The Ministry of Finance and Treasury has shut down all state expenditure except for salaries.
A circular sent to all government offices yesterday said the annual budget for 2013 has been “shut down” starting today.
“However, once all the expenses for staff salaries are arranged for, and if the budget allows for it, we will settle absolutely necessary expenses through the 2013 budget,” Minister of Finance and Treasury Abdulla Jihad said.
The parliament had passed a MVR 15.3 billion (US$ 992 million) state budget for 2013. According to the MMA, despite a higher than expected increase in income from taxation, the deficit for 2013 is expected to rise to MVR 1.7 billion (US$ 107 million) or 5 percent of GDP.
The government has faced serious cash flows during this year after the parliament failed to approve new revenue raising measures which comprise about 15 percent of projected income or MVR1.8 billion (US$116.7 million).
The revenue raising measures proposed in the 2013 budget included hiking Tourism Goods and Services Tax (T-GST) to 15 percent from July 2013 onward, raising airport service charge to US$30, leasing 14 islands for resort development, raising tariffs on oil, introducing GST for telecom services, and “selectively” reversing import duty reductions.
In April, parliament rejected government-sponsored legislation to raise the departure tax on outgoing passengers, prompting the government to seek parliamentary approval to divert MVR 650 million (US$42 million) allocated for infrastructure projects in the budget to cover recurrent expenditure.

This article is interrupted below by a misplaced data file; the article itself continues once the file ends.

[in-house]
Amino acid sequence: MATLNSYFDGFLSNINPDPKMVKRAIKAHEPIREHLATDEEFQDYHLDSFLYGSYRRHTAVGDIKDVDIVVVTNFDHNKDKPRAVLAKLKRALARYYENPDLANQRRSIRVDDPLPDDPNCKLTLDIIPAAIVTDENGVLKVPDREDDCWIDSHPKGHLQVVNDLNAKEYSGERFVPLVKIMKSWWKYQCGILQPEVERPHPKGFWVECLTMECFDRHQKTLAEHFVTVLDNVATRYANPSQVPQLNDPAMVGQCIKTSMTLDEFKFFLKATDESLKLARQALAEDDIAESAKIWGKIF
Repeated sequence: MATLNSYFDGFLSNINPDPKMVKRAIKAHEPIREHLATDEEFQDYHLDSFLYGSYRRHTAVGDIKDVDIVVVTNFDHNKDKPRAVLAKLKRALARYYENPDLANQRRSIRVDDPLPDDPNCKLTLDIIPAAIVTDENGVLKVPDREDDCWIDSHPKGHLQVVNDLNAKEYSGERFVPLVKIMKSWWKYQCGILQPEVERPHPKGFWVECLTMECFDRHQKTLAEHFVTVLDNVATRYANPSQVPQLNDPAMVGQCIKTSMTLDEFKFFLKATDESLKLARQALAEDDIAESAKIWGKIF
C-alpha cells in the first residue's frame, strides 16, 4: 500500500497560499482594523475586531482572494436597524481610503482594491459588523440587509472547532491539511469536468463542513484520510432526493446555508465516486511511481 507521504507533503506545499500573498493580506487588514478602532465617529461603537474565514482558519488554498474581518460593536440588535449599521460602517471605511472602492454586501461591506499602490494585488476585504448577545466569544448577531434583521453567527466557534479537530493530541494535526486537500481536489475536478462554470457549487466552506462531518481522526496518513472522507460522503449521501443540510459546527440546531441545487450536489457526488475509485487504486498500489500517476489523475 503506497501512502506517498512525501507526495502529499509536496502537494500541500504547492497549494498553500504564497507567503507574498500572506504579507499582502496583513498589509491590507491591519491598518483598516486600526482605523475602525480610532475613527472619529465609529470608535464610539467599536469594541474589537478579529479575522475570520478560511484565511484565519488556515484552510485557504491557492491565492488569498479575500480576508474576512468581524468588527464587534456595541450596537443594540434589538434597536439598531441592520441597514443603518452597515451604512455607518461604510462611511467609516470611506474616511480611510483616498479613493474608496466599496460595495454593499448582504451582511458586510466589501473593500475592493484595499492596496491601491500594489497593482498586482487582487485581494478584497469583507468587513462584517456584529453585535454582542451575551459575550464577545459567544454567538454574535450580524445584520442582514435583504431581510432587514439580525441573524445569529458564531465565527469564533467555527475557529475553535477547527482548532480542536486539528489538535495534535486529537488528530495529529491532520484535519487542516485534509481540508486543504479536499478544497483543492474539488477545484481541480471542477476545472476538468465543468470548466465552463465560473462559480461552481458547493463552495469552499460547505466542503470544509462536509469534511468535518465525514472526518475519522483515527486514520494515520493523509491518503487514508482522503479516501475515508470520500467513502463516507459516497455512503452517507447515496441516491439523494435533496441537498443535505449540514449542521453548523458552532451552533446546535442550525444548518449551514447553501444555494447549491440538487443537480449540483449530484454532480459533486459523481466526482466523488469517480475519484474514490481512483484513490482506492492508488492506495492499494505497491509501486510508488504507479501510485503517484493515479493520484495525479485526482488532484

The move followed a cabinet decision to delay implementation of new development projects financed out of the budget due to shortfalls in revenue.
According to the World Bank, the Finance Ministry turned to monetization, build up of arrears and short term T-bill sales to finance the budget deficit. These methods pose “macro risks,” the World Bank said.
On December 16, the Majlis passed a US$ 29 million loan from the Bank of Ceylon for budget support. The loan carries an interest rate of 8 percent and has a grace period of one year. The monthly repayment amount is $490,000.
Opposition MPs have criticized the government’s borrowing from commercial banks at high interest rates, but Jihad has said the Maldives has no choice.
At present, public debt stands at an “unsustainable” 81 percent of GDP, the World Bank has said, projecting debt to rise further to about 96 percent by 2015.
Meanwhile, the People’s Majlis has extended the deadline for MPs to submit amendments to the proposed budget for 2014 until 4 pm today.